Frank M. Laurenzano, Petitioner, v. Office of Personnel Management, Respondent, 930 F.2d 38 (Fed. Cir. 1991)

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U.S. Court of Appeals for the Federal Circuit - 930 F.2d 38 (Fed. Cir. 1991) March 14, 1991

Before MAYER, PLAGER and CLEVENGER, Circuit Judges.

DECISION

PER CURIAM.


The final decision of the Merit Systems Protection Board, affirming a reconsideration decision of the Office of Personnel Management that denied Frank M. Laurenzano a waiver of recovery of annuity overpayments totaling $1303.00, is affirmed. See 45 M.S.P.R. 593 (1990).

OPINION

Laurenzano concedes that repayment would not cause him financial hardship, so he must establish either that "due to the notice that [the] payment would be made or because of the incorrect payment either he [ ] has relinquished a valuable right or changed positions for the worse," or that " [r]ecovery would be unconscionable under the circumstances." 5 C.F.R. Sec. 831.1403(a) (2)-(3) (1990). That he allegedly used a portion of the overpayment to defray the college expenses of four children and "would have sent more of these children to less expensive local schools" if he had been aware of the overpayment does not establish detrimental reliance. Apparently, the expenses would have been incurred regardless; Laurenzano does not say that he enrolled one or more of the children in a more expensive school due to notice that he would receive approximately $187 more per month than he was in fact entitled to. Nor can he rely on his own miscalculation. The regulations do not authorize a waiver where an annuitant erroneously expects, and incurs expenses in reliance on, an inflated annuity. Finally, we do not see how Laurenzano's wife's medical expenses, incurred more than four years after OPM notified him of its mistake, were related to the overpayment.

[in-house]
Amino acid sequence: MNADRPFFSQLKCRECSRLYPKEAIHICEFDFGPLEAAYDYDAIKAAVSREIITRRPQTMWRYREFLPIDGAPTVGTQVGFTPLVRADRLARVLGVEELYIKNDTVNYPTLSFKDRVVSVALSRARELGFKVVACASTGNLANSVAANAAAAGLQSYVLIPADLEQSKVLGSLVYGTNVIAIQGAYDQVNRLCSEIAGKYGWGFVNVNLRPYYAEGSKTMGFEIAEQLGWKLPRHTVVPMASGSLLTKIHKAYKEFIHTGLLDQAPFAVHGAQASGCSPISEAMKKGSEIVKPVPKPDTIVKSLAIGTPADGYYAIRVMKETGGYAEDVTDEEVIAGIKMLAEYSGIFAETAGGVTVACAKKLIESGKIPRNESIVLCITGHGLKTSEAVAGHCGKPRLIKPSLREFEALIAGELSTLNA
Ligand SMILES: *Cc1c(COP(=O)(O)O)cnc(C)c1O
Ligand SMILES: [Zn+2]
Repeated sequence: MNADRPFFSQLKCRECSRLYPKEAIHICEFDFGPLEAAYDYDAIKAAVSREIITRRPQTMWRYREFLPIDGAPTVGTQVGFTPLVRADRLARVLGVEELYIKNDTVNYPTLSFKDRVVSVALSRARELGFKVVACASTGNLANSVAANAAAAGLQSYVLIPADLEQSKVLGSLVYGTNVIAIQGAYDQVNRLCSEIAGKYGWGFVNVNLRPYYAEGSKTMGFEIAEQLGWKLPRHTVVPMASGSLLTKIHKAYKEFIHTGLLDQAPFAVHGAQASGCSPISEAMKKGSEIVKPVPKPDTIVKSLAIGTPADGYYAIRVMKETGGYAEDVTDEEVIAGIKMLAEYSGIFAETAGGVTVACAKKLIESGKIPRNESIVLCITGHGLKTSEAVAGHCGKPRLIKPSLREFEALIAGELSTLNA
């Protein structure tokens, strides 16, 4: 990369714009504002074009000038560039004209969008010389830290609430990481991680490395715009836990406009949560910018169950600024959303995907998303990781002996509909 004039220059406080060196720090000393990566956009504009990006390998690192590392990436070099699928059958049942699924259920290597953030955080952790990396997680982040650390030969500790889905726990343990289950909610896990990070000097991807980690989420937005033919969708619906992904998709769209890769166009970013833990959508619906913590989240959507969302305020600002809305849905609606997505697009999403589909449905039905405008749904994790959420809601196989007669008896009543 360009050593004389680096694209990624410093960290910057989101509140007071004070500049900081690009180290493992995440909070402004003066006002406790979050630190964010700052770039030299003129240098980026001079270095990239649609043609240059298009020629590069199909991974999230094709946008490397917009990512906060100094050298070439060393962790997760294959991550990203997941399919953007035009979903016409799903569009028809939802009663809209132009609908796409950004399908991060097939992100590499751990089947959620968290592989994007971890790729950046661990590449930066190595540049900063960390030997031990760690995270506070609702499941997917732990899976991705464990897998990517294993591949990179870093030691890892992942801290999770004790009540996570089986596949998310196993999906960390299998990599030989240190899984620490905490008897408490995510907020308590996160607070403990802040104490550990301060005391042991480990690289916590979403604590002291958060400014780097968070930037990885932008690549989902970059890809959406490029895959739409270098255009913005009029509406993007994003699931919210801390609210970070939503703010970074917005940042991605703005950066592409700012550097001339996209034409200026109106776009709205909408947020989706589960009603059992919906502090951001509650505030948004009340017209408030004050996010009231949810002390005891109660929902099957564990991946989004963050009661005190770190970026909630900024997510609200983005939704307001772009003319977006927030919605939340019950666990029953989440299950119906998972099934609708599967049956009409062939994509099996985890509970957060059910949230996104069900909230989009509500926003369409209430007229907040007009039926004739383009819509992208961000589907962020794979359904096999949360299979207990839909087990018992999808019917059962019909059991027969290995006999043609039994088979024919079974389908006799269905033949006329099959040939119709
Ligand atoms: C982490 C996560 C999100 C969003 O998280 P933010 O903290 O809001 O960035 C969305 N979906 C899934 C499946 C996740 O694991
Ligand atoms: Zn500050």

As for unconscionability, neither of the delays to which Laurenzano points--the two years between his receipt of notice of overpayment and his receipt of OPM's final decision, and the seven months between OPM's first overpayment and the date it corrected his annuity--caused him harm. OPM did not attempt to recover the overpayment while administrative proceedings were pending, and the time it took OPM to become aware of and correct its error is not so long as to be exceptionally unfair or inequitable.

We have considered Laurenzano's other arguments but none persuades us that the board committed reversible error. See 5 U.S.C. § 7703(c) (1988).

No costs.